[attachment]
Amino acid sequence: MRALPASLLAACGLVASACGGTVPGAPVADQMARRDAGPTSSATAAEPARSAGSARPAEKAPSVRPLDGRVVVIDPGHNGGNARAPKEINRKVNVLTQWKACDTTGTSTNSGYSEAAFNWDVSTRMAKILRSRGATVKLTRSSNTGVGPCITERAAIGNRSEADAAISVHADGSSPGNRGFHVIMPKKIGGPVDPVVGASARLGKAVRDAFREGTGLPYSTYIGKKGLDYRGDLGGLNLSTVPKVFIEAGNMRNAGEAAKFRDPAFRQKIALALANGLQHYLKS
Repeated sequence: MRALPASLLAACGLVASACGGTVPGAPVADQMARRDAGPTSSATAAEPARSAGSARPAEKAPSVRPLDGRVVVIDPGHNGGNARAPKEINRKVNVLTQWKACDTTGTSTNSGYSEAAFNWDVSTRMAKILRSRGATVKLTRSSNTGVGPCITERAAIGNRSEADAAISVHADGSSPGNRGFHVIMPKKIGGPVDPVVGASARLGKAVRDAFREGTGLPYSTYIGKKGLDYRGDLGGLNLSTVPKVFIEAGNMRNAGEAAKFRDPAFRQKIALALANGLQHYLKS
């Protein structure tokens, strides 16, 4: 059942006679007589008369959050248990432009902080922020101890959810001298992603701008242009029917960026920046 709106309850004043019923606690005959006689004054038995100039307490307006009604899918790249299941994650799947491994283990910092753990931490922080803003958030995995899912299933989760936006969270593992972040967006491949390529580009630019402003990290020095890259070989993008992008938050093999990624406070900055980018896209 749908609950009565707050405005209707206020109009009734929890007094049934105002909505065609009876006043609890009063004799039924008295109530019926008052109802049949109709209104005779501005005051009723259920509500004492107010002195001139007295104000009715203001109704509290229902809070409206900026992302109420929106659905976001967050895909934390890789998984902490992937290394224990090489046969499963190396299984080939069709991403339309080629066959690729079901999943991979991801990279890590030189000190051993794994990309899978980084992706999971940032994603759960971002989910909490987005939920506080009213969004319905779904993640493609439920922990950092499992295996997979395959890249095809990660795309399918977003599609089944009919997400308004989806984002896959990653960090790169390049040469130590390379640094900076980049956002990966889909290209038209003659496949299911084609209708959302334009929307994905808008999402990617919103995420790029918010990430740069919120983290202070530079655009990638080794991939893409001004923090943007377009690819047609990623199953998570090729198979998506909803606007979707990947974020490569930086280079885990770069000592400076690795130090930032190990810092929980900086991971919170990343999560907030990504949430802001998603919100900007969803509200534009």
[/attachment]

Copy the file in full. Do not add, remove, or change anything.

Amino acid sequence: MRALPASLLAACGLVASACGGTVPGAPVADQMARRDAGPTSSATAAEPARSAGSARPAEKAPSVRPLDGRVVVIDPGHNGGNARAPKEINRKVNVLTQWKACDTTGTSTNSGYSEAAFNWDVSTRMAKILRSRGATVKLTRSSNTGVGPCITERAAIGNRSEADAAISVHADGSSPGNRGFHVIMPKKIGGPVDPVVGASARLGKAVRDAFREGTGLPYSTYIGKKGLDYRGDLGGLNLSTVPKVFIEAGNMRNAGEAAKFRDPAFRQKIALALANGLQHYLKS
Repeated sequence: MRALPASLLAACGLVASACGGTVPGAPVADQMARRDAGPTSSATAAEPARSAGSARPAEKAPSVRPLDGRVVVIDPGHNGGNARAPKEINRKVNVLTQWKACDTTGTSTNSGYSEAAFNWDVSTRMAKILRSRGATVKLTRSSNTGVGPCITERAAIGNRSEADAAISVHADGSSPGNRGFHVIMPKKIGGPVDPVVGASARLGKAVRDAFREGTGLPYSTYIGKKGLDYRGDLGGLNLSTVPKVFIEAGNMRNAGEAAKFRDPAFRQKIALALANGLQHYLKS
């Protein structure tokens, strides 16, 4: 059942006679007589008369959050248990432009902080922020101890959810001298992603701008242009029917960026920046 709106309850004043019923606690005959006689004054038995100039307490307006009604899918790249299941994650799947491994283990910092753990931490922080803003958030995995899912299933989760936006969270593992972040967006491949390529580009630019402003990290020095890259070989993008992008938050093999990624406070900055980018896209 749908609950009565707050405005209707206020109009009734929890007094049934105002909505065609009876006043609890009063004799039924008295109530019926008052109802049949109709209104005779501005005051009723259920509500004492107010002195001139007295104000009715203001109704509290229902809070409206900026992302109420929106659905976001967050895909934390890789998984902490992937290394224990090489046969499963190396299984080939069709991403339309080629066959690729079901999943991979991801990279890590030189000190051993794994990309899978980084992706999971940032994603759960971002989910909490987005939920506080009213969004319905779904993640493609439920922990950092499992295996997979395959890249095809990660795309399918977003599609089944009919997400308004989806984002896959990653960090790169390049040469130590390379640094900076980049956002990966889909290209038209003659496949299911084609209708959302334009929307994905808008999402990617919103995420790029918010990430740069919120983290202070530079655009990638080794991939893409001004923090943007377009690819047609990623199953998570090729198979998506909803606007979707990947974020490569930086280079885990770069000592400076690795130090930032190990810092929980900086991971919170990343999560907030990504949430802001998603919100900007969803509200534009």